As Ukrainian forces zero in on the southern city of Kherson, occupied by Russian troops since early in the war, the Kremlin-picked leader of the Kherson province is urging civilians to “take your children and leave’’ for Russia.
Vladimir Saldo said Thursday on Telegram that Ukrainian missile strikes are hurting civilians and damaging buildings, and he asked the Kremlin to organize evacuations from four cities, including Kherson.
Saldo said Kyiv is retaliating against Kherson — one of four Ukrainian regions Moscow claims to have annexed — for supposedly voting to join Russia last month in elections widely discredited as shams. Ukraine has maintained it doesn’t target its own civilians.
“We suggested that all residents of the Kherson region, if there is such a desire, to protect themselves from the consequences of missile strikes … go to other regions (of Russia),” Saldo wrote.
Deputy Prime Minister Marat Khusnullin said later in the day that Russia would provide free accommodation to residents of the region who wanted to relocate.
The Ukrainian counteroffensive has been pushing deeper into Kherson province, although officials acknowledged recently the momentum has slowed as Russia reinforced its front lines.
US, ALLIES BOLSTER UKRAINE AIR DEFENSE:Eight arrested in Crimean bridge bombing: Updates
►Russian attacks killed 13 people and wounded 37 across Ukraine in the past 24 hours, the Ukrainian presidential office said. Three of the deaths occurred in the southern city of Mykolaiv when missile strikes destroyed an apartment building, but an 11-year-old boy was pulled out of the rubble.
►NATO defense ministers gathered in Brussels for a second day of talks to assess the situation in Ukraine after the alliance committed on Wednesday to deliver more air defense supply to the country.
►The Ukraine Air Force said it destroyed at least four Russian helicopters in an 18-minute stretch Wednesday in the southern part of the country.
►The Ukraine military estimates more than 63,000 Russian troops have been killed or wounded in the war. Russia has released no figures, and Ukraine does not announce its own losses.
►Qatar’s emir, Sheikh Tamim bin Hamad Al Thani, thanked Vladimir Putin for what he said was Russia’s support organizing the upcoming soccer World Cup, which starts Nov. 20.
Russian bombs delivered by Iranian-built drones hammered the Kyiv region Thursday as Ukraine’s capital again took the brunt of Russian President Vladimir Putin’s deadly wrath.
The attack comes three days after damaging missile strikes that marked the first assault on the city since the early days of the war, when Russia’s march to Kyiv was driven back by Ukrainian forces.
“Another attack by kamikaze drones on critical infrastructure facilities,” the deputy head of the presidential office, Kyrylo Tymoshenko, said on Telegram. “The relevant services are already … documenting the consequences of shelling. Do not neglect safety, stay in shelters during alarms!”
The British Defense Ministry has said the low-flying drones were unlikely to provide strike options deep into Ukrainian territory, and many were reportedly destroyed before they hit their targets.
Missiles and mortar blasting cities in the south and east of the country had become routine during the seven months since Russia’s invasion began, but Kyiv in north-central Ukraine had seen relative normalcy since March. That changed dramatically after an explosion on the Russian-built Crimean bridge Saturday curtailed vehicle and rail traffic – and embarrassed Putin’s government. Missiles rained down in cities across Ukraine in retaliatory strikes Monday.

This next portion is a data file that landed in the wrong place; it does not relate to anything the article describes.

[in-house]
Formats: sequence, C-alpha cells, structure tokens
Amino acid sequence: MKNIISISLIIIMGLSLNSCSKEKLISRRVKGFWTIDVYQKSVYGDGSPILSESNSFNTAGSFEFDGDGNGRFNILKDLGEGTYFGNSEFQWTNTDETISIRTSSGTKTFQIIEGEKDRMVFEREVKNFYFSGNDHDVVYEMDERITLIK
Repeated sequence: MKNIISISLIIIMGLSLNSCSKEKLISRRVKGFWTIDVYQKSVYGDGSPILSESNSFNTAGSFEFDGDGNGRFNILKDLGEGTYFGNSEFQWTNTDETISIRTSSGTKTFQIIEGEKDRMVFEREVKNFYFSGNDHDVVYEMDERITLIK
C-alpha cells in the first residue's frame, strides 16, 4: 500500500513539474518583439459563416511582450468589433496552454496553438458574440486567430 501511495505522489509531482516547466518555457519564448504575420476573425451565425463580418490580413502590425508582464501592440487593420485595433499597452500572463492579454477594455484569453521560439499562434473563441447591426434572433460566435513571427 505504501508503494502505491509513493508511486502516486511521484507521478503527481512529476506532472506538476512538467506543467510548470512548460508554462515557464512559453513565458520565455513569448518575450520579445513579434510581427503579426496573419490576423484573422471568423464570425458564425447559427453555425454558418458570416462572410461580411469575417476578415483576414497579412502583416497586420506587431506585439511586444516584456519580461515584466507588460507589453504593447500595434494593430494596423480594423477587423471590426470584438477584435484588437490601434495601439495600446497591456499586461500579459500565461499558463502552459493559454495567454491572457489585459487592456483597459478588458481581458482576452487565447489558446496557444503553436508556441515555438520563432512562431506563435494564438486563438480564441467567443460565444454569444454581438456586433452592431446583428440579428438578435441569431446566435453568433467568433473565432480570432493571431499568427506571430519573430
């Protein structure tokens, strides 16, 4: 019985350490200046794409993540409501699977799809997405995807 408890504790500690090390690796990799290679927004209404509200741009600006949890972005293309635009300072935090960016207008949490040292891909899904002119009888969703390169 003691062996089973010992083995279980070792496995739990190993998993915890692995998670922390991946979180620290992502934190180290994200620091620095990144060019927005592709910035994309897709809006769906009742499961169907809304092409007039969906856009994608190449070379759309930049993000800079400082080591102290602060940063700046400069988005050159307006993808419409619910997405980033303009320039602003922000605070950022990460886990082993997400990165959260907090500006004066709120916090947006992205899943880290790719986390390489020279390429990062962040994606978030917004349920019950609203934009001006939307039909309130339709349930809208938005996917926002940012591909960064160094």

The U.S. and its allies have pledged to strengthen Ukraine’s air defenses.
Russian President Vladimir Putin would be crossing a “very important line” if he were to order the use of nuclear weapons in Ukraine, NATO Secretary-General Jens Stoltenberg warned Thursday. NATO plans to hold its annual “Steadfast Noon” military deterrent exercises next week, and Russia is also planning nuclear exercises in coming days. Stoltenberg spoke after a meeting of NATO’s Nuclear Planning Group, held during a conference of defense ministers in Brussels.
Concerns have deepened over Putin’s insistence that he will use any means necessary to defend what he considers to be Russian territory. The Kremlin, however, has dismissed talk of nuclear weapons as a tool of the West to justify the militarization of Ukraine.
The speaker of Russia’s lower parliament said more than 70 energy facilities in Ukraine were bombed in retaliation assaults this week. He threatened an “even tougher” response to future attacks by Ukraine, which has not claimed responsibility for the bridge bombing. Disruption of power could become crucial as winter rolls in across the battered country.
“All the organizers and perpetrators of the terrorist attacks must be found; those who resist must be destroyed,” State Duma speaker Vyacheslav Volodin wrote on Telegram.
The International Monetary Fund provided Ukraine $1.3 billion in additional emergency financing for “the budget’s priority needs,” Prime Minister Denys Shmyhal said Thursday. “Grateful to our partners for their unwavering support,” Shmyhal said on Twitter.
The IMF has given Ukraine $2.7 billion since the beginning of the Russian invasion. The fund will shortly begin work with Ukraine on “preparing a special new program that will start next year,” Shmyhal said.
Britain said Thursday it will supply missiles for the advanced NASAM anti-aircraft systems the Pentagon plans to send to Ukraine. Britain’s also providing hundreds of additional aerial drones for information gathering and logistics support, plus 18 more howitzer artillery guns.
“These weapons will help Ukraine defend its skies from attacks and strengthen their overall missile defense alongside the U.S. NASAMS,” U.K. Defense Secretary Ben Wallace said.
Contributing: The Associated Press